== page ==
Retired Australians, as well as those working in the fitness industry, have the healthiest diets of any profession, according to the national science body.
It seems having the time to prepare your meals leads to eating healthier if the results of the Commonwealth Scientific and Industrial Research Organisation (CSIRO) Healthy Diet Score Report are anything to go by.
The CSIRO surveyed more than 235,000 Australian adults online between 2015 and 2023, asking questions about the foods they consumed — including the quantity, quality and variety.
They then measured these answers against Australian dietary guidelines to generate a score out of 100.
The results showed an average score across all groups of 55, with retired Australians coming out as the healthiest group at 59.2. Rounding out the top five healthiest eating occupations were personal trainers, healthcare workers, researchers and homemakers.
At the other end of the scale, unemployed people were eating the unhealthiest meals, with an average diet score of 51.2. Joining them at the bottom were those working in logistics, construction, restaurant/food service and manufacturing.
Only 20 per cent of those surveyed were eating the recommended amount of vegetables, and only two out of five reported always eating three or more types of vegetable during their main meal.
We love our sweets too, with Aussies averaging around 28 serves per week of ‘discretionary foods’, which include chocolate, cakes, alcohol, biscuits, confectionary and most takeaway foods.
The results show time and money are huge factors in a person’s likelihood of eating healthy meals. Having the time and the resources to prepare and cook fresh vegetables and other produce provides an obvious advantage in nutrition.
In contrast, most instant or low-preparation foods are high in fat, salt and sugar and are much more likely to be eaten by time-pressed individuals working in service industries.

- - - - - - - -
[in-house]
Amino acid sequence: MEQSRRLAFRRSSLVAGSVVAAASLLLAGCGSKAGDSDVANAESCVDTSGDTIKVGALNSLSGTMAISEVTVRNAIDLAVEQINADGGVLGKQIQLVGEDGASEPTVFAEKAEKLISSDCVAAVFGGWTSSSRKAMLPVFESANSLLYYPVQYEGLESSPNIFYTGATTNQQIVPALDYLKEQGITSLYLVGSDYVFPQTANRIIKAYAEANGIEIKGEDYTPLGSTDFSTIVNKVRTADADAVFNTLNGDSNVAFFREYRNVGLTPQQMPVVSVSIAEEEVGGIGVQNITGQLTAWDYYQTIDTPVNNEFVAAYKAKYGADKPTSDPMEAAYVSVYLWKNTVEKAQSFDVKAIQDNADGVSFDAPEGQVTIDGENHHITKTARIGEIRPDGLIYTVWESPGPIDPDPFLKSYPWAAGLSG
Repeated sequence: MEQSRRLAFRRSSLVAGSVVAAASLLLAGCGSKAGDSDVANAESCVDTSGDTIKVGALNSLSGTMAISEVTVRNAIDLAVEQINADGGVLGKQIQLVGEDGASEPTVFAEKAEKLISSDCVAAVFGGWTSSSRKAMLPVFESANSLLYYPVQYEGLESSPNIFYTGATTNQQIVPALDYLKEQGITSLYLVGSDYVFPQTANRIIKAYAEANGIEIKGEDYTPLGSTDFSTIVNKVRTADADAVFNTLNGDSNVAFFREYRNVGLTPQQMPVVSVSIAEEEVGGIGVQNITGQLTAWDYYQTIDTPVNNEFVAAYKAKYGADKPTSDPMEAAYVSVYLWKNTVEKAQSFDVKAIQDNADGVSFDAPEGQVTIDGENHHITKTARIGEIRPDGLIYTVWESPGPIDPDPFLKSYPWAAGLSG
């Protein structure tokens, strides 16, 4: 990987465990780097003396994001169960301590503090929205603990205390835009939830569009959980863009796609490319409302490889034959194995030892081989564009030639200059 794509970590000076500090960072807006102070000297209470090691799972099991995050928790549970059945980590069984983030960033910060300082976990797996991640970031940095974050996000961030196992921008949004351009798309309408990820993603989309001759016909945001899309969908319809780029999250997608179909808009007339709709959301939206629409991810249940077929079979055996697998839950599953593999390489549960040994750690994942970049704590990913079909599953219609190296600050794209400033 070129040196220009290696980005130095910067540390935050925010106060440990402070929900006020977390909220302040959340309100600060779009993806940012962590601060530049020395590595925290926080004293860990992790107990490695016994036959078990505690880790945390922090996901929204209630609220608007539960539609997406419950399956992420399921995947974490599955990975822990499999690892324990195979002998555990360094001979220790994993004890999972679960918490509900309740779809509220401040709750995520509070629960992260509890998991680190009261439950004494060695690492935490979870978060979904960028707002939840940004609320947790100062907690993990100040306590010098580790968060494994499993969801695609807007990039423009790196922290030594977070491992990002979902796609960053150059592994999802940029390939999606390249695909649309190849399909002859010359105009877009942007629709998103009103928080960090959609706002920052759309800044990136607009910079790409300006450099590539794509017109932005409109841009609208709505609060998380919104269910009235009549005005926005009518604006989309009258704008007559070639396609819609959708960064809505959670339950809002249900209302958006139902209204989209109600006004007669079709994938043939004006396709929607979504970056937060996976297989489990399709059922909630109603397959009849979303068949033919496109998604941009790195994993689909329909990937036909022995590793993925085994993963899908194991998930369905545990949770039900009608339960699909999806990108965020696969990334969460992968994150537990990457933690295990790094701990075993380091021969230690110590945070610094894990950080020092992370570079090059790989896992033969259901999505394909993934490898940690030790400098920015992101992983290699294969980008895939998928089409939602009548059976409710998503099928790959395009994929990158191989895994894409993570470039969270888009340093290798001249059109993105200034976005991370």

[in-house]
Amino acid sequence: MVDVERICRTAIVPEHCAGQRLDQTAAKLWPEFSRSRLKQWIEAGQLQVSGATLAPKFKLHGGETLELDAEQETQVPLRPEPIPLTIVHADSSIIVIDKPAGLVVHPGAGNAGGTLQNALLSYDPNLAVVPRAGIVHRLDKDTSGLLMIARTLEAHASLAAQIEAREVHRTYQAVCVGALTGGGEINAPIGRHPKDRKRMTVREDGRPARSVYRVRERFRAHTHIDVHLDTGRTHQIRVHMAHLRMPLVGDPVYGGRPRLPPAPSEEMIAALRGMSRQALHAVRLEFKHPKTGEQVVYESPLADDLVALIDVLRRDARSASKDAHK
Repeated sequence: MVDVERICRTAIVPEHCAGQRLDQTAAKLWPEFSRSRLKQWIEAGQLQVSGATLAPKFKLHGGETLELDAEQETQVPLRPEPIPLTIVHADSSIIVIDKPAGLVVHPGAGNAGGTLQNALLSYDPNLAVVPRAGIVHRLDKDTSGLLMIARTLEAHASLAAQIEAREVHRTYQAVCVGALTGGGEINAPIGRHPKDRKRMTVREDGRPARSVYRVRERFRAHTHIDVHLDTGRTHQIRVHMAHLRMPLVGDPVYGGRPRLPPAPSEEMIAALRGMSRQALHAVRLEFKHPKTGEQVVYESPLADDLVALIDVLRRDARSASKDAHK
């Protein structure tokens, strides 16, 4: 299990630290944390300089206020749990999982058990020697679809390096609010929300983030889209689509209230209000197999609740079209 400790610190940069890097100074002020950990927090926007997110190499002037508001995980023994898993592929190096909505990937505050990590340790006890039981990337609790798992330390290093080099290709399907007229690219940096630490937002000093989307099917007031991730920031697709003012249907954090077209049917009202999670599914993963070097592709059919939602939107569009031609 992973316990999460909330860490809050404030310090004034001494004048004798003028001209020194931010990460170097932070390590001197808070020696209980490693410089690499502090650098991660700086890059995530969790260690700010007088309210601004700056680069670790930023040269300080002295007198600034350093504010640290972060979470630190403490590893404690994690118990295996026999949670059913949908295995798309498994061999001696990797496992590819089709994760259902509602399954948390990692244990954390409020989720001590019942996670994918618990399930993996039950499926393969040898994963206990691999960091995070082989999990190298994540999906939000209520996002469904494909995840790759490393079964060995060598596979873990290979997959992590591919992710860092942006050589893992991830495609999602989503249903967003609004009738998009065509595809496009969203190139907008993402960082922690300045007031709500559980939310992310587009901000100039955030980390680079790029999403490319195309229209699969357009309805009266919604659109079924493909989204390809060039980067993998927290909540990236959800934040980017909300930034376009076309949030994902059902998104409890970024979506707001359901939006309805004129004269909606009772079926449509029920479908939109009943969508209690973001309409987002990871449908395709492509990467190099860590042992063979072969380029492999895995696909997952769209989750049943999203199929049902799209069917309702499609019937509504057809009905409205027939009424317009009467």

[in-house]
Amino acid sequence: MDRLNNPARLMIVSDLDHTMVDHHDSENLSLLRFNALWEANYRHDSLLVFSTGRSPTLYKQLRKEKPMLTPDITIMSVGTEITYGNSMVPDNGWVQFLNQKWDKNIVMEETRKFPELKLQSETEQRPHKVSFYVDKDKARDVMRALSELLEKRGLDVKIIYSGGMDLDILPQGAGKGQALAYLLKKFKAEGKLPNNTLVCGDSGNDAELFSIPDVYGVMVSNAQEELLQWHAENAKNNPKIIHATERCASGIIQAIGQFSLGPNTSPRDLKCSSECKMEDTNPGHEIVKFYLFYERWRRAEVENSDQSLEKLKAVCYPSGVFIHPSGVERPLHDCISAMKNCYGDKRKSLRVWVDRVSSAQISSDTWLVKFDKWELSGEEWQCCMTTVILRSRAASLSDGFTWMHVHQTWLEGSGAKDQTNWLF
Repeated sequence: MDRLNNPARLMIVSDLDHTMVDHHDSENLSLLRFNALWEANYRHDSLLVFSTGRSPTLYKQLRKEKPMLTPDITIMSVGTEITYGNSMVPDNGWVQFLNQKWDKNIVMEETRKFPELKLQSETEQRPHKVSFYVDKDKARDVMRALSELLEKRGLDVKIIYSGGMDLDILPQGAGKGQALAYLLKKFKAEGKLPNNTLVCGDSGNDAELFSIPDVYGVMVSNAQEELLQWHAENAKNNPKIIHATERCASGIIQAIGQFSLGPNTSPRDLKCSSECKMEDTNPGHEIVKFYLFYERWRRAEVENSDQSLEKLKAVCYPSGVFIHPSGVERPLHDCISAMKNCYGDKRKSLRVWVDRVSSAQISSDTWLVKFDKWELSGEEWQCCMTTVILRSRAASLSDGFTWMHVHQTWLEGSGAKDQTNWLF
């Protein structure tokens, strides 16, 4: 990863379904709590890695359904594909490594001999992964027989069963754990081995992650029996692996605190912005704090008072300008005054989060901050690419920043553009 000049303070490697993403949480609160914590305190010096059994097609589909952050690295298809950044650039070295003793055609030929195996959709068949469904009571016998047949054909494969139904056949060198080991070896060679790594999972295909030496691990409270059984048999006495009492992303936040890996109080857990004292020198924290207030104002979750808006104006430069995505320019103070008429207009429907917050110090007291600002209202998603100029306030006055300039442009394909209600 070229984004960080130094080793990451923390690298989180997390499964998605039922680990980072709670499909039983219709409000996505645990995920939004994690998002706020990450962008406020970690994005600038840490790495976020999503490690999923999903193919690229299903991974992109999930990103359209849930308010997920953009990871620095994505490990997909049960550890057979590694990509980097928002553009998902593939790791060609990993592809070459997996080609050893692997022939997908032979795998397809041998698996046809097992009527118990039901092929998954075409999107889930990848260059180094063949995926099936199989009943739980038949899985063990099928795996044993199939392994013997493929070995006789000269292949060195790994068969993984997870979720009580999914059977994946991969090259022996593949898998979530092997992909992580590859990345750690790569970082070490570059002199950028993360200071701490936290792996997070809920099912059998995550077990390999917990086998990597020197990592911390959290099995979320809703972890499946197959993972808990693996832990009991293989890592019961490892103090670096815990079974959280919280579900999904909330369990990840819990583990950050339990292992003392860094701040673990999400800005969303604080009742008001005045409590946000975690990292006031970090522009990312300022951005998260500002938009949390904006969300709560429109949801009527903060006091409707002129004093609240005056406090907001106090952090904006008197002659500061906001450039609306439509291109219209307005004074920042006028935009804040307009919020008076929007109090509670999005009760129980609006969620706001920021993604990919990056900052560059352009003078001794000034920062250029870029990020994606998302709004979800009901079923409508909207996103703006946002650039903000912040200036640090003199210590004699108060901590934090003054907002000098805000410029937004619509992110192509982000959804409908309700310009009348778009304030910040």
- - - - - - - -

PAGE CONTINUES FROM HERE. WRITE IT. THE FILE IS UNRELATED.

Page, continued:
CSIRO research scientist Dr Gilly Hendrie told SBS News there were some surprises in the results.
“It was interesting that some occupations that we may think of as being health-orientated, like beauty and fashion, were among those with the lowest score, along with construction workers, those working in management, science and finance,” she said.
“Generally, older Australians scored better than younger Australians, as well.”
Rather than age, this is more likely tied to income, with older Australians generally able to purchase more and better-quality foods.
The cost-of-living crisis is also having an impact on the quality of meals we’re eating.
Dr Rebecca Lindberg, research fellow at Deakin University’s Institute for Physical Activity and Nutrition, says cost is one of the main drivers of what people eat. And right now, food costs are out of control.
“The Consumer Price Index (CPI) shows that we’ve had a really rough 12 months, and for really essential products like dairy, as well as breads and cereals and fruit and veggies, Aussies have never paid more in modern history,” she says.
“The proportion that households need to spend on eating a diet that’s consistent with the Australian dietary guidelines is much greater.
“That’s relative; if you’re on a low income, if you’re on unemployment benefits, if you’re on a single parent allowance, it’s costing more to eat consistent with those dietary guidelines than it is if you’re on a middle income or a higher income bracket.”
Do you eat lots of fruits and vegetables? How many ‘discretionary’ foods do you eat each week? Let us know in the comments section below.
Also read: Four nutrition myths you need to stop believing